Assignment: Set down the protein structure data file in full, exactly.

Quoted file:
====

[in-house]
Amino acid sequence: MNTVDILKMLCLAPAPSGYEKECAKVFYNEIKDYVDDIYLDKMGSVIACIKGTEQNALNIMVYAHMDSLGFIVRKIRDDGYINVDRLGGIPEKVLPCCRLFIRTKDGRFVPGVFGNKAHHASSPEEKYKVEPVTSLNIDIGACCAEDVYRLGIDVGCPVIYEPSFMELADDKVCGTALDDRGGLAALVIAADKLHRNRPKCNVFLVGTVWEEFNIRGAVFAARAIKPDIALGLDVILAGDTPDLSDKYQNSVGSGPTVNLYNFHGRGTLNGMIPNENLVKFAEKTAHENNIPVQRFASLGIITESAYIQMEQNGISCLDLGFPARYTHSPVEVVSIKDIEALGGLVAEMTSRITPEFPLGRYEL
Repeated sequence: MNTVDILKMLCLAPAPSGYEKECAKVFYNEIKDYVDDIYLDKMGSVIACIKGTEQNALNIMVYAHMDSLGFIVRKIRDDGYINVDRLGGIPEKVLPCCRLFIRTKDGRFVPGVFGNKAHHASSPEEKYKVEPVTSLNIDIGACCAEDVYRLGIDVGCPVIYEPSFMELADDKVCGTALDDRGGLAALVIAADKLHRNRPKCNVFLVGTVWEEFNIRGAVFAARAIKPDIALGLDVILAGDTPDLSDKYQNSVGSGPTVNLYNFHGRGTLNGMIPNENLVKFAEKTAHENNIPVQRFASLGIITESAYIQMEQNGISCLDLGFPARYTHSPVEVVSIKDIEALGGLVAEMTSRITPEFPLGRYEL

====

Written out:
[in-house]
Amino acid sequence: MNTVDILKMLCLAPAPSGYEKECAKVFYNEIKDYVDDIYLDKMGSVIACIKGTEQNALNIMVYAHMDSLGFIVRKIRDDGYINVDRLGGIPEKVLPCCRLFIRTKDGRFVPGVFGNKAHHASSPEEKYKVEPVTSLNIDIGACCAEDVYRLGIDVGCPVIYEPSFMELADDKVCGTALDDRGGLAALVIAADKLHRNRPKCNVFLVGTVWEEFNIRGAVFAARAIKPDIALGLDVILAGDTPDLSDKYQNSVGSGPTVNLYNFHGRGTLNGMIPNENLVKFAEKTAHENNIPVQRFASLGIITESAYIQMEQNGISCLDLGFPARYTHSPVEVVSIKDIEALGGLVAEMTSRITPEFPLGRYEL
Repeated sequence: MNTVDILKMLCLAPAPSGYEKECAKVFYNEIKDYVDDIYLDKMGSVIACIKGTEQNALNIMVYAHMDSLGFIVRKIRDDGYINVDRLGGIPEKVLPCCRLFIRTKDGRFVPGVFGNKAHHASSPEEKYKVEPVTSLNIDIGACCAEDVYRLGIDVGCPVIYEPSFMELADDKVCGTALDDRGGLAALVIAADKLHRNRPKCNVFLVGTVWEEFNIRGAVFAARAIKPDIALGLDVILAGDTPDLSDKYQNSVGSGPTVNLYNFHGRGTLNGMIPNENLVKFAEKTAHENNIPVQRFASLGIITESAYIQMEQNGISCLDLGFPARYTHSPVEVVSIKDIEALGGLVAEMTSRITPEFPLGRYEL